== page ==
Emerging Challenges

BARC and other stakeholders continue to address the major challenges to the restoration of the Harbour. Below are a few of the emerging challenges facing Hamilton Harbour.


Drugs or chemical compounds with Endocrine Disrupting capabilities, i.e. capable of interfering with an animal’s hormone system, have been appearing in treated waste water. Currently, the treatment plants are unable to remove these chemicals. Consequently, tainted water is simply dumped into the Harbour.

Pharmaceuticals elicit negative impacts on aquatic species, one of which is impaired reproduction – fish and amphibians are unable to reproduce. Pharmaceuticals commonly include hormones, e.g. estrogen, which can cause changes in the hormone levels essentially “feminizing” a male individual. This results in developmental abnormalities and fish which are both male and female.  
FACT: Pharmaceuticals not only enter aquatic systems from industrial and residential sewage, but also from agricultural run-off which include livestock manure.

Invasive Species

Human activity has increased nitrogen, phosphorus and changed water levels: all which often favour invasive species over our native plants and animals. Many invasive species are also less sensitive to their environment (i.e .they do well in polluted water), and have few natural predators. Although Hamilton Harbour already supports common carp, concern is rising over the likelihood of additional carp species, entering our waters from the Mississippi River system. Carp are masters of degrading ecosystems; they compete with other species for resources, interfere with the spawning and reproduction of native fish and wildlife species, uproot aquatic plants (a source of food and habitat) and in the process, release sediments, clouding the water and preventing the growth of new vegetation. 
Goldfish are beginning to thrive in areas of Hamilton Harbour. The Royal Botanical Gardens has said that as many as 2,500 large goldfish and 2 million young. Due to climate change and poor water conditions, the survival of native species is hindered. RBG suggests that the perfect conditions for goldfish are beginning to show in Hamilton Harbour, such as warmer water temperatures and poor water quality due to contaminated overflow. These conditions negatively impact native species and their ability to compete with invasives, such as the goldfish. The city is spending millions in improvements to the Woodward Avenue Wastewater Treatment Plant. The cleaning up of Randle Reef (link), will also contribute to improved water quality.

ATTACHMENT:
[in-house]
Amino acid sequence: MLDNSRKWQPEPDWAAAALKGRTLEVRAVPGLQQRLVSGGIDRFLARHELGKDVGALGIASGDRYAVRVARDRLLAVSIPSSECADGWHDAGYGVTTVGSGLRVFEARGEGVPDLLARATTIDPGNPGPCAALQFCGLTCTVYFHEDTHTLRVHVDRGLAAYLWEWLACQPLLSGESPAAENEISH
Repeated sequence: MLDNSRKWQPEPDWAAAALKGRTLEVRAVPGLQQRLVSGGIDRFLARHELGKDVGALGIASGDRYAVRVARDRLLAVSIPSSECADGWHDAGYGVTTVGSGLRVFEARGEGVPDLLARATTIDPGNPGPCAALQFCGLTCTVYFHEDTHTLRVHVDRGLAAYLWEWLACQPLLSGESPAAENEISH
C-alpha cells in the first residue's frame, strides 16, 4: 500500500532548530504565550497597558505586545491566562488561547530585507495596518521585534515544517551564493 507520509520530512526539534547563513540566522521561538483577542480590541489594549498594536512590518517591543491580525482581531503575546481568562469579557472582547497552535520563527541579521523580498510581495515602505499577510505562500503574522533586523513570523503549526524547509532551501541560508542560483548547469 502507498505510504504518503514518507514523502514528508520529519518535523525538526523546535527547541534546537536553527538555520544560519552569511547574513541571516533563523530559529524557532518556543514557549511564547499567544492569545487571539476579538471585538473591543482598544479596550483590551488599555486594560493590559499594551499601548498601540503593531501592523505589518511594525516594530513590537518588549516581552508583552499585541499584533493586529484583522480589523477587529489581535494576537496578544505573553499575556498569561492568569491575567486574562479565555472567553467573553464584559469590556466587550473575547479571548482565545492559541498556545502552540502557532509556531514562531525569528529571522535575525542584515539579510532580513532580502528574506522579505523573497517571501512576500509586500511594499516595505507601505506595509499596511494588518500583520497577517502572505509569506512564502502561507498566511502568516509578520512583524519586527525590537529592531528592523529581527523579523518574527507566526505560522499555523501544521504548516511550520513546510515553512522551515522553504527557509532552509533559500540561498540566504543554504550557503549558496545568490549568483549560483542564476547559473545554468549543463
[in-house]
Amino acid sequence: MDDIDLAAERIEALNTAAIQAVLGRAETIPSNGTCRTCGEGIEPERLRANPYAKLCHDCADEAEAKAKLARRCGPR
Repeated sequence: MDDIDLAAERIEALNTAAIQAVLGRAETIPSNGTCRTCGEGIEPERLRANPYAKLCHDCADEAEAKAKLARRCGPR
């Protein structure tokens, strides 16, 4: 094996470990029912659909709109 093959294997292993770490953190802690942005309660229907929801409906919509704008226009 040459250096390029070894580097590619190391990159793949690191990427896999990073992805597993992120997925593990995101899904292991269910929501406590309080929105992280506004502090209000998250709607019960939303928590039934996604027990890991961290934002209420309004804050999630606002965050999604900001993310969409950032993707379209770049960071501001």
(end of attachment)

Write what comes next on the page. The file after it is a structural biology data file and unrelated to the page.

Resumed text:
FACT: Since its inception in 1997, the Royal Botanical Garden's Fishway has removed nearly all of the estimated 10,000 carp swimming in Cootes Paradise.
Visit caisn.ca to get the latest scoop on invasive species in Canada!  

Land Redevelopment

As seen in the history of Hamilton Harbour, human settlement can impact wildlife habitats through land development and/or resource extraction. These developments can also alter hydrology through diversion and dredging. When developing land the surrounding ecological impacts should be top of mind, especially in relation to achieving the goals of the Remedial Action Plan.
The current development underway in Hamilton’s West Harbour represents a valuable opportunity to pursue remediation while simultaneously improving the built-environment. Outlined in the City of Hamilton’s "Setting Sail" plan for West Harbour development, promoting a healthy harbour is a top priority. This commitment to a “swimmable” harbour with rich aquatic and terrestrial habitats requires a comprehensive plan, which the City outlines as:

1. Implementing best practice techniques for stormwater management in order to minimize the reliance on the existing combined sewer system;
2. Encouraging water conservation;
3. Maintaining and/or enhancing existing aquatic and shoreline habitats;
4. Removing, replacing, or sealing potentially harmful sub-surface materials;
5. Identifying and protecting key views and improve public access to the harbour
6. Increasing the public’s understanding and appreciation of the harbour and its watershed from an ecological perspective.

You can read BARC's position statement on West Harbour redevelopment here